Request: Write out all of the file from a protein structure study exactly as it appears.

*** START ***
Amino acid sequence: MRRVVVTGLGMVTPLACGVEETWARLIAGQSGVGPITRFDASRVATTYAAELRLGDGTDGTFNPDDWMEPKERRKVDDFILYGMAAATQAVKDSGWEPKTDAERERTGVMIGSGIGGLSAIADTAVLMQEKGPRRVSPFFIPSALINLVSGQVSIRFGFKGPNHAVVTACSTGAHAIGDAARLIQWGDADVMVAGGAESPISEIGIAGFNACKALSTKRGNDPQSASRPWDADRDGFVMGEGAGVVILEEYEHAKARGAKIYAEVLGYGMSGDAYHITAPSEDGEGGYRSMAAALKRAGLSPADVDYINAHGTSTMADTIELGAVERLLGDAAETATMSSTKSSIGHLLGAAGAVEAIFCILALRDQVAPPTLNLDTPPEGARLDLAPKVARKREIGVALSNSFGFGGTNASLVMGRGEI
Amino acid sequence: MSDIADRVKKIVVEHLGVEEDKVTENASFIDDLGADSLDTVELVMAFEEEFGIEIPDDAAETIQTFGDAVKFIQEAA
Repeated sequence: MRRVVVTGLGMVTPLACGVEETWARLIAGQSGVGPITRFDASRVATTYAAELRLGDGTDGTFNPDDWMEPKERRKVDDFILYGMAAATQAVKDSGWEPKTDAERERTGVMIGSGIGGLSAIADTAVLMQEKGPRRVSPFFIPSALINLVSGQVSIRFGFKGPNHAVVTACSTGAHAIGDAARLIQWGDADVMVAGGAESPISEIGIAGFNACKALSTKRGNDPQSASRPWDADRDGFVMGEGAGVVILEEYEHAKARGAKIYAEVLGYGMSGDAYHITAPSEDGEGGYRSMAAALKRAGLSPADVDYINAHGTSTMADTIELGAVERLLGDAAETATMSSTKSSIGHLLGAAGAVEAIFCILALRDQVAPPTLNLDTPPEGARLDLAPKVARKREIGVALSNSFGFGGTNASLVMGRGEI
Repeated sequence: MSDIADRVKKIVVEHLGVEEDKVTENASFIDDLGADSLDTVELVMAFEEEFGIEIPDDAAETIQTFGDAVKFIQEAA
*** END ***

Amino acid sequence: MRRVVVTGLGMVTPLACGVEETWARLIAGQSGVGPITRFDASRVATTYAAELRLGDGTDGTFNPDDWMEPKERRKVDDFILYGMAAATQAVKDSGWEPKTDAERERTGVMIGSGIGGLSAIADTAVLMQEKGPRRVSPFFIPSALINLVSGQVSIRFGFKGPNHAVVTACSTGAHAIGDAARLIQWGDADVMVAGGAESPISEIGIAGFNACKALSTKRGNDPQSASRPWDADRDGFVMGEGAGVVILEEYEHAKARGAKIYAEVLGYGMSGDAYHITAPSEDGEGGYRSMAAALKRAGLSPADVDYINAHGTSTMADTIELGAVERLLGDAAETATMSSTKSSIGHLLGAAGAVEAIFCILALRDQVAPPTLNLDTPPEGARLDLAPKVARKREIGVALSNSFGFGGTNASLVMGRGEI
Amino acid sequence: MSDIADRVKKIVVEHLGVEEDKVTENASFIDDLGADSLDTVELVMAFEEEFGIEIPDDAAETIQTFGDAVKFIQEAA
Repeated sequence: MRRVVVTGLGMVTPLACGVEETWARLIAGQSGVGPITRFDASRVATTYAAELRLGDGTDGTFNPDDWMEPKERRKVDDFILYGMAAATQAVKDSGWEPKTDAERERTGVMIGSGIGGLSAIADTAVLMQEKGPRRVSPFFIPSALINLVSGQVSIRFGFKGPNHAVVTACSTGAHAIGDAARLIQWGDADVMVAGGAESPISEIGIAGFNACKALSTKRGNDPQSASRPWDADRDGFVMGEGAGVVILEEYEHAKARGAKIYAEVLGYGMSGDAYHITAPSEDGEGGYRSMAAALKRAGLSPADVDYINAHGTSTMADTIELGAVERLLGDAAETATMSSTKSSIGHLLGAAGAVEAIFCILALRDQVAPPTLNLDTPPEGARLDLAPKVARKREIGVALSNSFGFGGTNASLVMGRGEI
Repeated sequence: MSDIADRVKKIVVEHLGVEEDKVTENASFIDDLGADSLDTVELVMAFEEEFGIEIPDDAAETIQTFGDAVKFIQEAA